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McAlpine, Abner Strephon (1891–1958)

by Frank Farrell

This entry is from the Australian Dictionary of Biography

Abner Strephon McAlpine (1891-1958), industrial and political organizer, was born on 26 February 1891 in Sydney, second surviving child of McIntosh McAlpine, a native-born clerk, and his wife Rosa Maria, née Bannister, who came from England. Leaving Parramatta Public School at the age of 15, Abe was apprenticed as a fitter and turner with the New South Wales Government Railways and Tramways. He joined the Amalgamated Engineering Union and later became a delegate to the Labor Council of New South Wales and a member of the Australian Labor Party. On 13 June 1914 he married Eileen Barber at St Columbus's Anglican Church, Flemington. He divorced her in 1924 and on 4 April 1925 married with Presbyterian forms Zellmira Veronica Foldi at her Drummoyne home.

Drawing together right- and left-wing unions opposed to the Communist Party of Australia, McAlpine was vice-president (1931) and president (1932-35) of the Labor Council. From 1936 to 1941 he was the salaried assistant-secretary to the council and an executive-member of Radio 2KY's broadcasting committee. He worked closely with R. A. King and other trade union leaders in the battles against J. T. Lang for control of 2KY and for Lang's replacement as leader of the State Labor party. Following the success of the left wing in carrying the 'Hands Off Russia' declaration at the 1940 State Labor party conference, McAlpine was closely involved with federal intervention and was president (1940-43) of the restructured State branch.

McAlpine sought to unite the labour movement behind the wartime policies of the Federal and State parliamentary leaders, John Curtin and (Sir) William McKell. In November 1942 he chaired the stormy meeting of the executive of the State A.L.P., when Curtin persuaded the delegates to accept conscription for service in the South-West Pacific. A member (1940-50) of both the Federal and New South Wales A.L.P. executives, McAlpine was junior vice-president (1941-45) and president (1946-50) of the Federal A.L.P. William Holman, the father of W. A. Holman, had taught McAlpine elocution: while his speeches were forceful, they lacked inspiration, partly due to his dour and humourless nature.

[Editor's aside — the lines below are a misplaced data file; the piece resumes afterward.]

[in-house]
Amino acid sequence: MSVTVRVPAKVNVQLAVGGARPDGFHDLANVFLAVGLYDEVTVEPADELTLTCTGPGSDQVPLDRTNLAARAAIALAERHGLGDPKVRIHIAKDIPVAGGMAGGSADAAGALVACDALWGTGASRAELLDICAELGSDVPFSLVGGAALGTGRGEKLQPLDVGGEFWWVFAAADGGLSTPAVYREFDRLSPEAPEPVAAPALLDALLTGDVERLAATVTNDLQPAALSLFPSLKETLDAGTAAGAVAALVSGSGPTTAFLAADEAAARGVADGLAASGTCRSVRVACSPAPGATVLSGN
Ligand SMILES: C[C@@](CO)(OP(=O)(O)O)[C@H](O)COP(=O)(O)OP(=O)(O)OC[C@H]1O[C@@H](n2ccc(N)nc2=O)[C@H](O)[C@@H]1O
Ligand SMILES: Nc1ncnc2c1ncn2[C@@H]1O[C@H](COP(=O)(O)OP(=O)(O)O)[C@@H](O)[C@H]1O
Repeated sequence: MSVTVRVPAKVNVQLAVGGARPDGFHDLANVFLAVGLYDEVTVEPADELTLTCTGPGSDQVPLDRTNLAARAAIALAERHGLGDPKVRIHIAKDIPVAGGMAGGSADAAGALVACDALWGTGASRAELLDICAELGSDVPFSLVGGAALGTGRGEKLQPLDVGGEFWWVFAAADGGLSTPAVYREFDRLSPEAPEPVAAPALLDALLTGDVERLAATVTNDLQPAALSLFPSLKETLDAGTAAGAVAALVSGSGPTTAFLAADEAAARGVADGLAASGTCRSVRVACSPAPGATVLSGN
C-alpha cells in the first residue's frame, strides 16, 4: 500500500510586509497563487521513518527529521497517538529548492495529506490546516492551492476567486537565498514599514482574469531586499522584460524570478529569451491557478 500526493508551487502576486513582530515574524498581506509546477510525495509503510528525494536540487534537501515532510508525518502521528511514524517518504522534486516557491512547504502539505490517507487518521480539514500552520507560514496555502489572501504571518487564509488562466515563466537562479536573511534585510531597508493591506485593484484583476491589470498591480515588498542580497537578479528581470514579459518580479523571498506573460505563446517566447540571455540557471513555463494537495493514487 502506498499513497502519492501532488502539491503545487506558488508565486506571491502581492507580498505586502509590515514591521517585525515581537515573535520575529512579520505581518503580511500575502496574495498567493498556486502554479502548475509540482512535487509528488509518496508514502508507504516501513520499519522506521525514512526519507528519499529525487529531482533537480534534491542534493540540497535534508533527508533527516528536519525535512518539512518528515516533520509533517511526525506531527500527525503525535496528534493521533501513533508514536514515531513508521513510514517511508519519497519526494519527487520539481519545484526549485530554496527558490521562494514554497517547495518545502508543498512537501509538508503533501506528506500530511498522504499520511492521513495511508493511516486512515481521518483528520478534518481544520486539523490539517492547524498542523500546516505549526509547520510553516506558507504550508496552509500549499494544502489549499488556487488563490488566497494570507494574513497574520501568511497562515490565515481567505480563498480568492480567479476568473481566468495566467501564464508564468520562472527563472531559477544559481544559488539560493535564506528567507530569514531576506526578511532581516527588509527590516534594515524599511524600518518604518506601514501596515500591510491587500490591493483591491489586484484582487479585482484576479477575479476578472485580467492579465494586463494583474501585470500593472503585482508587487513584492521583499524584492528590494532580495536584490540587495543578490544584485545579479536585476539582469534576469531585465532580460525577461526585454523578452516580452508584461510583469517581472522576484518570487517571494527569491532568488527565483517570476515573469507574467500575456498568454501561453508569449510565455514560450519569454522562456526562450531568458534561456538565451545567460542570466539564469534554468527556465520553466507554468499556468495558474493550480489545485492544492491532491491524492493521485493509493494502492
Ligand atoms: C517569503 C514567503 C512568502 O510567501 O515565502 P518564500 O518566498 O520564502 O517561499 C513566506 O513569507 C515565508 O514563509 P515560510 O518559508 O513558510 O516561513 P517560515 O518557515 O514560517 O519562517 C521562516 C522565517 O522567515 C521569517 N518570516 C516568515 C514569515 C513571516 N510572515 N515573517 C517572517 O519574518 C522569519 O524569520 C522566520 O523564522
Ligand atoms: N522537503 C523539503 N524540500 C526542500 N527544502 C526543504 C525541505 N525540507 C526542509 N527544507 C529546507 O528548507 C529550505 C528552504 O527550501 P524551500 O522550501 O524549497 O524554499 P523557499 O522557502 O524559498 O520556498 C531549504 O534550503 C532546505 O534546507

In 1941 McAlpine had resigned as assistant-secretary of the Labor Council to join the Australian Shipbuilding Board (chairman 1947-52). He was also a member (1943-51) of the New South Wales Broadcasting Advisory Committee. McAlpine became involved in postwar planning as a member of the Commonwealth Immigration Advisory Council (1949-58) and the Factory Welfare Board (New South Wales) (1954-58). Although he was more an administrator and bureaucrat than an activist or innovator, he constantly supported trade-union campaigns to promote daytime technical training for apprentices. In his spare time he enjoyed family life, gardening, fishing and swimming. Survived by his wife and two sons, he died of a coronary occlusion on 22 January 1958 at his Concord home and was cremated with Presbyterian forms.

Select Bibliography

  • L. F. Crisp, The Australian Federal Labour Party 1901-1951 (Syd, 1978)
  • P. Weller and B. Lloyd (eds), Federal Executive Minutes, 1915-1955 (Melb, 1978)
  • Sydney Morning Herald, 31 July 1931, 21 Aug, 7, 24 Oct 1940, 9 May, 16 June 1941, 2 Dec 1942, 2 Dec 1946, 2 May 1947, 15 Oct 1949, 11 May 1950, 24 Jan 1958
  • Smith's Weekly (Sydney), 27 June 1942
  • private information.

Citation details

Frank Farrell, 'McAlpine, Abner Strephon (1891–1958)', Australian Dictionary of Biography, National Centre of Biography, Australian National University, http://labouraustralia.anu.edu.au/biography/mcalpine-abner-strephon-10888/text19333, accessed 23 November 2017.

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